One of the main cogs in the pay-for-pay scandal involving former Prince George’s County Executive Jack Johnson was sentenced Tuesday to 37 months in prison.
The former chief of the county’s Department of Housing and Community Development, James Johnson, no relation to the former county executive, was sentenced for his role in the scandal that rocked the county in fall of 2010. He had pleaded guilty to soliciting and accepting hundreds of thousands of dollars in bribes from developers.
According to the federal investigation, Johnson received between $400,000 and $1 million while serving as the former county executive’s go-to guy to hold up or speed up the process of getting development deals done.
Surveillance tapes show extensive conversations the two men had about Dr. Mirza Baig, a former business partner of Jack Johnson, who was trying to purchase several properties in the county in 2010.
In one conversation, Jack Johnson told James Johnson about how he could set himself up by extorting money out of developers like Baig.
“We need to, you know, keep talking and things like that, but you’re right I think,” Jack Johnson said. “You don’t’ need to go back to South Carolina right now. You know you can make yourself a couple hundred (thousand) dollars minimum every year you know; where you can put 50 to 75 (thousand) in the bank. You know what I mean.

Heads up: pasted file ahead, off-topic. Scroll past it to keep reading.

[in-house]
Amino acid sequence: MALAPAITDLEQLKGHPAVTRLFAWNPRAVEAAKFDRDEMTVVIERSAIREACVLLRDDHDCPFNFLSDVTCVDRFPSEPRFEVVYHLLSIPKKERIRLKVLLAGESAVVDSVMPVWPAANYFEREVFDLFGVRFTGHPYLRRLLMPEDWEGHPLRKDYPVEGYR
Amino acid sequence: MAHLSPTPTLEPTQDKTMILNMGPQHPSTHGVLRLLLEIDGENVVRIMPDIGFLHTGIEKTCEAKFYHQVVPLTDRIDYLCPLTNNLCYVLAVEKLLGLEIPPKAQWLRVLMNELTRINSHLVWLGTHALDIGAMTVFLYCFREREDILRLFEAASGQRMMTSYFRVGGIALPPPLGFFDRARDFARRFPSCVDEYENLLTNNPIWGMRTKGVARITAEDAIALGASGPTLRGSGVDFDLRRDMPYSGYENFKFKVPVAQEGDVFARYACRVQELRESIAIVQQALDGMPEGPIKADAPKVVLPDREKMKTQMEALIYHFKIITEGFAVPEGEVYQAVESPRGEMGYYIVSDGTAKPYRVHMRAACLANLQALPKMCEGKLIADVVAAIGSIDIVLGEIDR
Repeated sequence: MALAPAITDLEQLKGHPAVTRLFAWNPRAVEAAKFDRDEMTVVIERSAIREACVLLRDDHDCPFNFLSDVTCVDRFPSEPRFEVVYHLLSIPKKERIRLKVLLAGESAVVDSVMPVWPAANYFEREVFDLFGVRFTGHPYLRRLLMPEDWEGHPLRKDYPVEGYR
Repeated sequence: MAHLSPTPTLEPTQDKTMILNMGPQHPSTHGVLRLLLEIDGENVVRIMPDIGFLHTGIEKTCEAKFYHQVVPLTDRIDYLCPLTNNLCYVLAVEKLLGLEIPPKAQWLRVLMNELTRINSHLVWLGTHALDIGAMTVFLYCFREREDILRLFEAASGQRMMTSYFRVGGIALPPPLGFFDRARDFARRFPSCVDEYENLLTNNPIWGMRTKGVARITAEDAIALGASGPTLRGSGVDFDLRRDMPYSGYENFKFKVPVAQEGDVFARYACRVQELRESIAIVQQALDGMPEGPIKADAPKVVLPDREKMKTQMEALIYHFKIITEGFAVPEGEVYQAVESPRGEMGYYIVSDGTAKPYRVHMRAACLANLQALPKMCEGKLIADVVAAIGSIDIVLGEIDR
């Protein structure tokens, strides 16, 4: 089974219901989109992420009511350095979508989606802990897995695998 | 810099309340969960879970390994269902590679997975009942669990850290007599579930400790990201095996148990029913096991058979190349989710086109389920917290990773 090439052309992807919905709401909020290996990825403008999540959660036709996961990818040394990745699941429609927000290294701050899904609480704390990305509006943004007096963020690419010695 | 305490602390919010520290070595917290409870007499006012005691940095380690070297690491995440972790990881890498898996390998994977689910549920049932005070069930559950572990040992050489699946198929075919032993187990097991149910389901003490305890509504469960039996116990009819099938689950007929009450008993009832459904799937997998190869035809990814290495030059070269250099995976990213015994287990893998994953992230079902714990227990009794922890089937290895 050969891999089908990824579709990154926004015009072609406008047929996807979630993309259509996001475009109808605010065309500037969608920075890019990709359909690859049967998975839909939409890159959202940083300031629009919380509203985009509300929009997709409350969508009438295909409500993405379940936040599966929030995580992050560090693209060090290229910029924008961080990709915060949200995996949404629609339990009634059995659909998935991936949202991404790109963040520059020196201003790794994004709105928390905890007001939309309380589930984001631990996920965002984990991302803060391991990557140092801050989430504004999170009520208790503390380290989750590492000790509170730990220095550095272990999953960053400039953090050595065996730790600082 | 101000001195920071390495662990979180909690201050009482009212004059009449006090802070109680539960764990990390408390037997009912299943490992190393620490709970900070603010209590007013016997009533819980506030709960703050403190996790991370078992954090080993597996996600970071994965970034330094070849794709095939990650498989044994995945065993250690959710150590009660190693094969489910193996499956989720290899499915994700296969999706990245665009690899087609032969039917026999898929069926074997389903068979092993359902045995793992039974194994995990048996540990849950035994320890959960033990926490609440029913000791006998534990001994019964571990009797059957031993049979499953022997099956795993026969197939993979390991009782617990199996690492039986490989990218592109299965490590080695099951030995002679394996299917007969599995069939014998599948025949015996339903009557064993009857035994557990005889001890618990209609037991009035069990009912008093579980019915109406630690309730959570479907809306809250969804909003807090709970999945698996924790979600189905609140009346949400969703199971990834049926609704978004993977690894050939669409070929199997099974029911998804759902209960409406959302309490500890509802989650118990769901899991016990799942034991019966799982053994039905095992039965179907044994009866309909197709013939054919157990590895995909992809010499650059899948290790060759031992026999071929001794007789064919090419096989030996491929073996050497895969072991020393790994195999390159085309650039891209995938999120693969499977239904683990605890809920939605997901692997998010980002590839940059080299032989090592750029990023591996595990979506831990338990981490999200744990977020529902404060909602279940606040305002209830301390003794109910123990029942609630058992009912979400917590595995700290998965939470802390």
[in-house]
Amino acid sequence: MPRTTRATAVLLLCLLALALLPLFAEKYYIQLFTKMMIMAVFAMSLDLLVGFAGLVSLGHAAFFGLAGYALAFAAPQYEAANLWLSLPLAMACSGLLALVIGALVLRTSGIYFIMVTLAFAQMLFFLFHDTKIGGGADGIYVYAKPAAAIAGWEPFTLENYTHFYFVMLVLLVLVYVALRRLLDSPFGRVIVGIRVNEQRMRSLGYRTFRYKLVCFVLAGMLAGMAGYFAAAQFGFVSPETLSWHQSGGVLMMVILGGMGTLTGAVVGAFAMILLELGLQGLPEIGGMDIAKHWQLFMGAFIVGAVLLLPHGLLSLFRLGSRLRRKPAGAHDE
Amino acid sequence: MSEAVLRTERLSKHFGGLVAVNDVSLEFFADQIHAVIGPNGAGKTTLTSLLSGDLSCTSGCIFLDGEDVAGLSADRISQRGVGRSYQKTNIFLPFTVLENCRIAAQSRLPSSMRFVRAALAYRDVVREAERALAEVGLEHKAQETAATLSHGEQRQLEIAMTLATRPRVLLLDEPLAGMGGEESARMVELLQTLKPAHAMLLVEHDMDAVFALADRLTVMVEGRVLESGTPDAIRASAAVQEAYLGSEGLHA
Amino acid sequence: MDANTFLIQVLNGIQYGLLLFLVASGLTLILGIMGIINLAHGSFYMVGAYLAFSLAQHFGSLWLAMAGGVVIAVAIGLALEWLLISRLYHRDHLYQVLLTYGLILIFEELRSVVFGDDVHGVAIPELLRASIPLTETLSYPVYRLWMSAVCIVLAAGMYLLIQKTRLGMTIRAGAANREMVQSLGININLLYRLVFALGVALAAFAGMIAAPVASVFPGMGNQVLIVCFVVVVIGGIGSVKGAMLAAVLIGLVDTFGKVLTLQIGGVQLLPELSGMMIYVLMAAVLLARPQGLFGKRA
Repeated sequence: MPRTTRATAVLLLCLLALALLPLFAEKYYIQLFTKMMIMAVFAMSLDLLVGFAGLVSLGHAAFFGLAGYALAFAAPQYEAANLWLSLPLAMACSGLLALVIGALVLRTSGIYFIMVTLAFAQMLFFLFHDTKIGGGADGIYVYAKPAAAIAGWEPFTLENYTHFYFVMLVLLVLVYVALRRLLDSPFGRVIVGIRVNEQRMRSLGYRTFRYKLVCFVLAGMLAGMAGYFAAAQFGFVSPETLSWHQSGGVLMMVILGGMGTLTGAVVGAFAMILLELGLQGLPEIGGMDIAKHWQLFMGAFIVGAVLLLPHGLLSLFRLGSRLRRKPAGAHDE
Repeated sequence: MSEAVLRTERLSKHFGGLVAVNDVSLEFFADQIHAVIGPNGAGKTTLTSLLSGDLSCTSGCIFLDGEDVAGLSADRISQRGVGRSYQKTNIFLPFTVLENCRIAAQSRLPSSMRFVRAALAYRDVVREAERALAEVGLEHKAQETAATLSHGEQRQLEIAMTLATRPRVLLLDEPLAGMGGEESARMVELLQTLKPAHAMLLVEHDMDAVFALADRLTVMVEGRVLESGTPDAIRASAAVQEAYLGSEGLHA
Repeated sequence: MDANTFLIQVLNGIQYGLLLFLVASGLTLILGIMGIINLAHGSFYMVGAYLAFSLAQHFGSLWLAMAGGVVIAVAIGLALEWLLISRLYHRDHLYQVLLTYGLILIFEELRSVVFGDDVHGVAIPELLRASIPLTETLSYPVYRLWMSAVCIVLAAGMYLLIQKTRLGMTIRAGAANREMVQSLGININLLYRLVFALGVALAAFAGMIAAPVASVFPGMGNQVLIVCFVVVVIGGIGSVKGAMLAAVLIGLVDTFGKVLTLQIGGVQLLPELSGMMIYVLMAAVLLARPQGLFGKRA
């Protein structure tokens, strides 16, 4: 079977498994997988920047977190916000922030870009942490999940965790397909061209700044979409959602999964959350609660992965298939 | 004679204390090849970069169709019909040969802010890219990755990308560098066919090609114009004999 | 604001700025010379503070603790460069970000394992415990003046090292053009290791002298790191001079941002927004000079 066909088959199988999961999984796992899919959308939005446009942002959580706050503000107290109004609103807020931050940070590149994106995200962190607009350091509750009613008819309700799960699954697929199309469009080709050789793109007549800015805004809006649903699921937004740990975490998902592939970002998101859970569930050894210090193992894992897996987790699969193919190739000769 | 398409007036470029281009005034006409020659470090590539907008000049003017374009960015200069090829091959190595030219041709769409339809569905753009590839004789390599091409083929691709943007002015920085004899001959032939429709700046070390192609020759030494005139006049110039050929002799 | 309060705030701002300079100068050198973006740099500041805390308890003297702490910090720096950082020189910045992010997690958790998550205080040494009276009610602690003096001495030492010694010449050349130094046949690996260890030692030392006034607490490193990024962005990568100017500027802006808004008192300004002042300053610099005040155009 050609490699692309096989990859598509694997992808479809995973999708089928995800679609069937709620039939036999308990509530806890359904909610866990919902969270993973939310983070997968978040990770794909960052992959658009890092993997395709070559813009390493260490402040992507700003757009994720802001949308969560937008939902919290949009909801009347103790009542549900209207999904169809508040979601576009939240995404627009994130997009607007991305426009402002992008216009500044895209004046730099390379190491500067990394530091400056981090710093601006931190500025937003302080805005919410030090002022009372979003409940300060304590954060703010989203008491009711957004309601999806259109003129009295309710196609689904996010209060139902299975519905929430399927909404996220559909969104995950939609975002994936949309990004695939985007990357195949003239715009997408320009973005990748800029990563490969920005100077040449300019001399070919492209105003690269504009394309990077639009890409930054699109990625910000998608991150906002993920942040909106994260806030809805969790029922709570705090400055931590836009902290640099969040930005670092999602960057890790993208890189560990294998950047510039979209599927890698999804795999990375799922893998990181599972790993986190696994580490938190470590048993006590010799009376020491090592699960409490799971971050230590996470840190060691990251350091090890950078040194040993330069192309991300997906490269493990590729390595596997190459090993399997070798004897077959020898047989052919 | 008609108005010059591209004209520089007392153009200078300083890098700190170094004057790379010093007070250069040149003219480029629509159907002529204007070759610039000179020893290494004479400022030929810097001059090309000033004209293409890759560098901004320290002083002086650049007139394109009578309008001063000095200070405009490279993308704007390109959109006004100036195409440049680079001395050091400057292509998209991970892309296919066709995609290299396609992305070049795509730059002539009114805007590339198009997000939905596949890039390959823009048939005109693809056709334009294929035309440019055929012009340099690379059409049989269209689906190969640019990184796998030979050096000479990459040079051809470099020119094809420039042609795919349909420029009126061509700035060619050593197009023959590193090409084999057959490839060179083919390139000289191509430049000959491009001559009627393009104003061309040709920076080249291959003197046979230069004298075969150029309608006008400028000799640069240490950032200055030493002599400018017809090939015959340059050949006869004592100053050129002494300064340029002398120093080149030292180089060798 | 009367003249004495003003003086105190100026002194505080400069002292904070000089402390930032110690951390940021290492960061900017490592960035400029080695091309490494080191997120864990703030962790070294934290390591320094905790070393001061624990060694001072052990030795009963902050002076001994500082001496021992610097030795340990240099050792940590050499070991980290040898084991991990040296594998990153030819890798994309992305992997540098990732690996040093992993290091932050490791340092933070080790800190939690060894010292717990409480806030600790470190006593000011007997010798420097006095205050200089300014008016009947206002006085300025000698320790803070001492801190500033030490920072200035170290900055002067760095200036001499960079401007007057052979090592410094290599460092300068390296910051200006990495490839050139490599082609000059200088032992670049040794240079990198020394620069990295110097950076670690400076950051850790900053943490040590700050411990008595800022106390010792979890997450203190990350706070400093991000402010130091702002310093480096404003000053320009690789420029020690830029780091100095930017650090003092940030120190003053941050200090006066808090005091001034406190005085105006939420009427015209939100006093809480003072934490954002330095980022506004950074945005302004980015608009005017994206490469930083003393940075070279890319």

“Two years and you got a couple hundred thousand dollars…you know…cash,” Jack said. “Then you can go and you get your little retirement…you know. You just want something nice in South Carolina you know what I mean.”
James Johnson was hired after the previous director, Thomas Thompson, was fired for failing to handle distribute HUD funding in the county. That blight never left the county even as James Johnson took over.
Johnson was the 15th person to be sentenced in connection to the play-for-pay scheme. Business owners, police officers, Jack Johnson and his wife, former County Councilwoman Leslie Johnson, have all been sentenced and some are already serving time.
James Johnson will also have to pay a $25,000 fine and forfeit $46,300 that was found in his safe deposit box. He will also be placed on two years’ probation following his release.